The gold standard for deciding whether patients with chest pain need treatment or can be sent home, POC TnI tests are notoriously variable, often returning false negative results. This means there is currently a one-in-three chance a patient will be sent home when they should have received treatment for myocardial infarction (MI).
Preliminary clinical evidence shows highly impressive sensitivity and reproducibility from the Meritas platform for TnI and that it outperforms the existing market leaders' assays.
The frustration of emergency department clinicians with the high variability in current tests led to a revision of MI guidelines in 2012 by the American College of Cardiology (ACC), European Society of Cardiology (ESC) and American Heart Association (AHA). The cardiologist recommended only using a test with a one-in-10 variability.
"They set the bar very high, at a whole new level, because at the point-of-care there is nothing in the world today that meets this criterion," said Tom Parenteau, vice president for Cardiovascular products at Trinity. He added that 80% of laboratory based systems don't meet this standard.
"We have met this new standard," he said.
Armed with the new technology, Parenteau is leading Trinity's charge into the new territory of cardiac testing. The company traditionally has been a leader in infectious disease, hemoglobin analysis and diabetes.
After completing the trial in Sweden that will, it is hoped, lead to CE mark approval, he said the company will immediately start up five-country evaluation study to track patient outcomes, and significantly, to demonstrate the economic benefits of a high accurate POC test for cardiac patients. If it proves as effective as expected, he said, hospitals will only be treat only patients who are truly ill, reducing the use of much-needed beds and reducing the unnecessary testing of otherwise healthy patients.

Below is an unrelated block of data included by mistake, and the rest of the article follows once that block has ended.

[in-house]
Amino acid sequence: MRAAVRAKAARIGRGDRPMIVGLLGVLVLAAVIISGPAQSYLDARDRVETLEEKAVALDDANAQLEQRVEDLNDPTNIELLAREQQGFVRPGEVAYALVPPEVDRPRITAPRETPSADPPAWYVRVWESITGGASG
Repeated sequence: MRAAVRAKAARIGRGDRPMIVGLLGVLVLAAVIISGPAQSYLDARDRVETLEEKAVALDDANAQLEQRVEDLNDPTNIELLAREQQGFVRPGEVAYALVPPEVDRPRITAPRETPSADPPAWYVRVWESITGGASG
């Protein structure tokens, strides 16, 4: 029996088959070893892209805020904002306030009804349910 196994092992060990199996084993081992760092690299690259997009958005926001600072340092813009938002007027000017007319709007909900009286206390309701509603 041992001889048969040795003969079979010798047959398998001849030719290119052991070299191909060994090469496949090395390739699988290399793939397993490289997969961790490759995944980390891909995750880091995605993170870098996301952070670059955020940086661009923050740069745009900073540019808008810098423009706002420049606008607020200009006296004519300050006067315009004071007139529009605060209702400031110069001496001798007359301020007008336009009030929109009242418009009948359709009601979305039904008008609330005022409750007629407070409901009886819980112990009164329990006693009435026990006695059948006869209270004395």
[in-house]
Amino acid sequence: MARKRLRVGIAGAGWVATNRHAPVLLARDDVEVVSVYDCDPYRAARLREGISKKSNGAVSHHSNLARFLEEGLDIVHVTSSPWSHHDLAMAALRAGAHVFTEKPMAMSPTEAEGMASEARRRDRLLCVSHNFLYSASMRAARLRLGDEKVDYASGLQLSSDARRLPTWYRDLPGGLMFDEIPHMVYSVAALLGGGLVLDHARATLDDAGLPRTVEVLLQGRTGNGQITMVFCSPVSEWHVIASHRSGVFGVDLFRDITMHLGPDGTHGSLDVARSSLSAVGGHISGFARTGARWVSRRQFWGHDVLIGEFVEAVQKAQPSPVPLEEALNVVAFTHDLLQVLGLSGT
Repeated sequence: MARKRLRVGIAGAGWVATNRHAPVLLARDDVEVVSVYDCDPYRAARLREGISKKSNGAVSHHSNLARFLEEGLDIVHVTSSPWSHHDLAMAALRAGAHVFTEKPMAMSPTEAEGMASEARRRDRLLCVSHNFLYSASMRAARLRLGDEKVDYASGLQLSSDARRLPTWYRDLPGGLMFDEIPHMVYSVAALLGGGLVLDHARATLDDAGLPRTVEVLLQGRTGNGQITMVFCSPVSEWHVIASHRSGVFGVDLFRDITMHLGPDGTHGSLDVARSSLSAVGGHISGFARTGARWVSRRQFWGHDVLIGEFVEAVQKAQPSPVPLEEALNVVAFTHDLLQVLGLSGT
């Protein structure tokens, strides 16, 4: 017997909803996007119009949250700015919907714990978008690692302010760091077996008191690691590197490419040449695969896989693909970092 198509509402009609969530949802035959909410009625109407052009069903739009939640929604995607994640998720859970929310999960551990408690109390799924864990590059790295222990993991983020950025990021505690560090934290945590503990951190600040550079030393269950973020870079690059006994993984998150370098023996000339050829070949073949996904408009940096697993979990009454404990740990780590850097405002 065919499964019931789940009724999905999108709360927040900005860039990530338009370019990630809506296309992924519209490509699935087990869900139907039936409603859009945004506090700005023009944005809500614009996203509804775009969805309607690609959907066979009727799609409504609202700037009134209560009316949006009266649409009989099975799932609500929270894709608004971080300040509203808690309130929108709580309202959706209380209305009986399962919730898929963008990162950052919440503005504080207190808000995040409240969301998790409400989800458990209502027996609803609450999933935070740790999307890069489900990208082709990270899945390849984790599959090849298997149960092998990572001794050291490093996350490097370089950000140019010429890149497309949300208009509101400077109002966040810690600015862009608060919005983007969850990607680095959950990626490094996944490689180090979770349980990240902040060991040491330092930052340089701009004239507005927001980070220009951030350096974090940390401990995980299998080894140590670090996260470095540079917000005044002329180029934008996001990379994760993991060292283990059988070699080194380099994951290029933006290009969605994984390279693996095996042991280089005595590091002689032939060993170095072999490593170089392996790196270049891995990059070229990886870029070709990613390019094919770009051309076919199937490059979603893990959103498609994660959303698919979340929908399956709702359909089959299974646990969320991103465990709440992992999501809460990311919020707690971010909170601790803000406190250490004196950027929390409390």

"A key area of financial liability for hospitals today is the high number of false negatives for troponin," he said. In other words, if patients have an adverse cardiac event after being sent home by the emergency staff due to a faulty analysis of TnI, the family is more likely to call a lawyer than a doctor.
Trinity is also gearing up for a clinical trial in the United States that Parenteau said will be triggered by the CE mark approval. Early data for the Meritas TnI assay has attracted an enthusiastic support from key opinion leaders. The principal investigator for he trial will be Fred Apple, M.D., from the Hennepin County Medical Center in Minneapolis, Minnesota. The company also prominently features encouraging comments made by Frank Peacock, M.D., from the Cleveland Clinic in Cleveland, Ohio.
Prior to arriving at Medica, Parenteau said he had identified distributors for Meritas in 80% of the markets outside the U.S.
"What has been a very nice surprise here are the very positive discussions that have helped us fill the gaps for geographic distribution, so that now we have just about everything covered," he said.